My Crasy Life (1992)

JEAN-PIERRE GORIN

Bil’s rating (out of 5): BB

/USA, 1992. . Cinematography by . Produced by , . Music by . Film Editing by .

Experimental filmmaker Jean-Pierre Gorin, best known for his earlier collaborations with Jean-Luc Godard, makes his last (to date) feature film with this quasi-documentary that earned him a Special Jury Prize at Sundance for artistic excellence. He combines factual footage with scripted scenes, some of which aren’t that obvious, as he goes into a predominantly Samoan community in Long Beach, California and trains his camera on the neighbourhood’s street gangs. The various personalities that take up screen time express their values and aspirations in interviews, detail the importance of their cultural heritage and even take part in dramatic re-enactments that take us to Honolulu and American Samoa.

What results is something that defies expectations to the point that it’s hard to know what’s really going on, certainly it’s refreshing to see a film about rough characters living rough lives that isn’t exploiting them as an opportunity to celebrate their misery, but what Gorin finds in their joyful camaraderie is also hard to glean. The artistic flights of fancy that Gorin indulges himself in are interesting but don’t help form a cohesive picture, among the more unusual is the talking computer in a cop’s car that reads off random facts and musings like a real-life Kitt from Knight Rider. Eventually you give up hoping that all these disparate elements will take you to a satisfying climax, and most of this film is a very boring experience.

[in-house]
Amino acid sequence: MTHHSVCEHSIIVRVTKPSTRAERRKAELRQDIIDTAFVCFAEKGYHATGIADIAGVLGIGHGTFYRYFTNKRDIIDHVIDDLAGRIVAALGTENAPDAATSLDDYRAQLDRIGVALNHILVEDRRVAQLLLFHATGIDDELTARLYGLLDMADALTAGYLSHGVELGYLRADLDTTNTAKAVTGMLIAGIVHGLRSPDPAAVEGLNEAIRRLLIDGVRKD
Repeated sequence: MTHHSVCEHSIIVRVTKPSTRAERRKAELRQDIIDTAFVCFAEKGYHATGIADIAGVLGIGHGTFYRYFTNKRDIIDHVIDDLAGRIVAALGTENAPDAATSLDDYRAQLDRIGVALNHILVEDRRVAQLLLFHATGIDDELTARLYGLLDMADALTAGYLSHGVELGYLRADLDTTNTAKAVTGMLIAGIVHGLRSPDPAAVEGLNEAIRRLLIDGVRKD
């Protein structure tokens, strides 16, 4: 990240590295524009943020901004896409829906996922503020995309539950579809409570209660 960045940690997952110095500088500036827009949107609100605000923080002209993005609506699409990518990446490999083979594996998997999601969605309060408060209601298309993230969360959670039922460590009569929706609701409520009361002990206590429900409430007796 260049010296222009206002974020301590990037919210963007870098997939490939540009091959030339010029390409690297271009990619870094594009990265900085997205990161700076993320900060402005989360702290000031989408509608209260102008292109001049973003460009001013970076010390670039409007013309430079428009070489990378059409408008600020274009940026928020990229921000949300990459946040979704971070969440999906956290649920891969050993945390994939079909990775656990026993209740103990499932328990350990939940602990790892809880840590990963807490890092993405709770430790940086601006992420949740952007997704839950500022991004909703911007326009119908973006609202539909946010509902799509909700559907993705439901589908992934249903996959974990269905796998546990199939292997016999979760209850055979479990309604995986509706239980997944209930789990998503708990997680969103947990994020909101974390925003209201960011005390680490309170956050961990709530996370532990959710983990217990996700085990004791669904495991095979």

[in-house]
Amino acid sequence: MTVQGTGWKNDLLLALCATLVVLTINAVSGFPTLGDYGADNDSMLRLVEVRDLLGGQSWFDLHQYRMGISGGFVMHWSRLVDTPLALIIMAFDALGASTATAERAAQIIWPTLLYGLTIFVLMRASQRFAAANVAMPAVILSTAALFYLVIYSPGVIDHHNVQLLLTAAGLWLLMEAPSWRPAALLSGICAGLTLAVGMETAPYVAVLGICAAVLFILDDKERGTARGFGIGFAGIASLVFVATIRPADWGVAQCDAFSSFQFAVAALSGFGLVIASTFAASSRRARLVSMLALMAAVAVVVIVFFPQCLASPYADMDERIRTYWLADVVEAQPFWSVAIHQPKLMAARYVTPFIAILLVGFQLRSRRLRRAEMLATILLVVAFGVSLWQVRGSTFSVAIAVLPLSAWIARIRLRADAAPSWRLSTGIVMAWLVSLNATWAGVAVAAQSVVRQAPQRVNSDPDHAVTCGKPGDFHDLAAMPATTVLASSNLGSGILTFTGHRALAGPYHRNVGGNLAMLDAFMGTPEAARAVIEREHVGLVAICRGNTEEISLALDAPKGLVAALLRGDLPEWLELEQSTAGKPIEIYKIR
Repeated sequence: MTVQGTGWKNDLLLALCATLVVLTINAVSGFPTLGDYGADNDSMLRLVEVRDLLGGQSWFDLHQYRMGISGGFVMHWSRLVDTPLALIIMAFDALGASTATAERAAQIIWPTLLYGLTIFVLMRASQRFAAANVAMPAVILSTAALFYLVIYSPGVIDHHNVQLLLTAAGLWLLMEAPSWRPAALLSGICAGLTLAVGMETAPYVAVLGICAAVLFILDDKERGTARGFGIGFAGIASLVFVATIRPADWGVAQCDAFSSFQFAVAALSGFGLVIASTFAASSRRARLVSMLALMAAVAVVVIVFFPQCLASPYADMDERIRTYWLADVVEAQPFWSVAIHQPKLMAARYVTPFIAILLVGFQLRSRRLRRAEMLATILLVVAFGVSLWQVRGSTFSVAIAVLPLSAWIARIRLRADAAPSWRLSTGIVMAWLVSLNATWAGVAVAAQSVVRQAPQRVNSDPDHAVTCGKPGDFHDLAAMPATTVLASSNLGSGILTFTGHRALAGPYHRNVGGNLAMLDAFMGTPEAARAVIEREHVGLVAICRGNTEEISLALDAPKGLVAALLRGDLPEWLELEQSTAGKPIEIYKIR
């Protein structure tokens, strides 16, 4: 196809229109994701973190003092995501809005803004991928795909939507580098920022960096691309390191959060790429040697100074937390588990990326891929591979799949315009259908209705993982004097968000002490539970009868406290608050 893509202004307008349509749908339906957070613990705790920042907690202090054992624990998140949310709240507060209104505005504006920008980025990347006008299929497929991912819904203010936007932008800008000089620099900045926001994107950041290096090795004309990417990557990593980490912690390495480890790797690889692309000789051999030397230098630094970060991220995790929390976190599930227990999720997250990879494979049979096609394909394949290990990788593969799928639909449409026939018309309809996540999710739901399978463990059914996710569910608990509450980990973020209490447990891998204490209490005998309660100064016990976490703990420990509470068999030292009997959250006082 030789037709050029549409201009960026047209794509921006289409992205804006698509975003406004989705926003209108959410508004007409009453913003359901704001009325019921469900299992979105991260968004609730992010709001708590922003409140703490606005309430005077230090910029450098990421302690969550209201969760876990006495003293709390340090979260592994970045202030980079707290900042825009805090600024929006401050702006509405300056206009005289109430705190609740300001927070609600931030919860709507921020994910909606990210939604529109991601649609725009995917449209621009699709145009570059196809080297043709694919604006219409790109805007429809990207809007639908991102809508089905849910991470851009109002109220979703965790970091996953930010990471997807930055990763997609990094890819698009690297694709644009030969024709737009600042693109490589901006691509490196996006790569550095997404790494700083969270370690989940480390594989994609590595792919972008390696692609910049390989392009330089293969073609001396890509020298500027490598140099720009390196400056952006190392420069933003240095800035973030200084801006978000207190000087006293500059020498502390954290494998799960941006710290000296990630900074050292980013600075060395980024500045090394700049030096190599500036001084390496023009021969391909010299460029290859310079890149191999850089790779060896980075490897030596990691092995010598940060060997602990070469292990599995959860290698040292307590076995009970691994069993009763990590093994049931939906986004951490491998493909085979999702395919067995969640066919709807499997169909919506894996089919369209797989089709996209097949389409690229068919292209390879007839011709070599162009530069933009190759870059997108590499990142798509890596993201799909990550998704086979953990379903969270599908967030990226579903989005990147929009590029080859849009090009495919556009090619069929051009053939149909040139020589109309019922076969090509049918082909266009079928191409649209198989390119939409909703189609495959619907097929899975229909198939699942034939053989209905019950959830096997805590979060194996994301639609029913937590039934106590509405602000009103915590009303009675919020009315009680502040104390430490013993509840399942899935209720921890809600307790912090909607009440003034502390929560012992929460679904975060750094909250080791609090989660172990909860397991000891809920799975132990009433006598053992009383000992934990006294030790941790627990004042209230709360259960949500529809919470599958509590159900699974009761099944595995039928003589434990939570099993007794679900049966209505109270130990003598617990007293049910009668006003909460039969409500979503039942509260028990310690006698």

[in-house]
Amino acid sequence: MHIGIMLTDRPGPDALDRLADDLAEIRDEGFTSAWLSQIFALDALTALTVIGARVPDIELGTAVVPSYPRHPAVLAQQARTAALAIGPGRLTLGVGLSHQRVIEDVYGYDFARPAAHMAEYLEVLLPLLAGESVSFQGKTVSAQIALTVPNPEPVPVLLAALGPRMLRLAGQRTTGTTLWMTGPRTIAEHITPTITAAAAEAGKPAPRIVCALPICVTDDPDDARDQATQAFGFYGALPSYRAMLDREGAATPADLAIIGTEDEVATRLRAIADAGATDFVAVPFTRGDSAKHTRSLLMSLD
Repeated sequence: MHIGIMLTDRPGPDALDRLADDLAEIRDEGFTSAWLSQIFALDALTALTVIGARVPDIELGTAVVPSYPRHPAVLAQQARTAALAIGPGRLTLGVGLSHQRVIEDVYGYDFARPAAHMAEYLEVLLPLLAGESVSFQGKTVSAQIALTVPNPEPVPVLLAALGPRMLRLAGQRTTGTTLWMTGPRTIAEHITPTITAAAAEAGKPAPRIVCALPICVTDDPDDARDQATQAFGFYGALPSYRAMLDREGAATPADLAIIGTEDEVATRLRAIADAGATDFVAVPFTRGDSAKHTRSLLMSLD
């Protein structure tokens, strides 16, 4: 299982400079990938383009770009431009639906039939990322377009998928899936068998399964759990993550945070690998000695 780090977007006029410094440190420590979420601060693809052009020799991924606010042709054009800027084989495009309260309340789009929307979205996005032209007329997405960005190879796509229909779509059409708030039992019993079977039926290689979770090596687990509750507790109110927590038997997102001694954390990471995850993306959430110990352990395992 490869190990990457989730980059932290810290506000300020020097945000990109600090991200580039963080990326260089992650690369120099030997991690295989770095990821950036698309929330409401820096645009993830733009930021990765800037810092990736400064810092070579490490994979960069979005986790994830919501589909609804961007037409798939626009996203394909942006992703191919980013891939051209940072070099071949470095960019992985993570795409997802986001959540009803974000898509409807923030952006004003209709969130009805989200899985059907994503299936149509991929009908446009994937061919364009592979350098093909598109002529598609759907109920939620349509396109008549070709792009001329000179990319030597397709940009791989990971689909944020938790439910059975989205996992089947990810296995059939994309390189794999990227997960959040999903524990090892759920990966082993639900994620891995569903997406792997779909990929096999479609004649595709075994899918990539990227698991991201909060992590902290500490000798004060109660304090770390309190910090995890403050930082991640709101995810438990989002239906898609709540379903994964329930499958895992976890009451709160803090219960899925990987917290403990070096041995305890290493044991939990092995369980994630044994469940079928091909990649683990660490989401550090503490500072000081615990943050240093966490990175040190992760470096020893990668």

Leave a Reply

Fill in your details below or click an icon to log in:

WordPress.com Logo

You are commenting using your WordPress.com account. Log Out /  Change )

Twitter picture

You are commenting using your Twitter account. Log Out /  Change )

Facebook photo

You are commenting using your Facebook account. Log Out /  Change )

Connecting to %s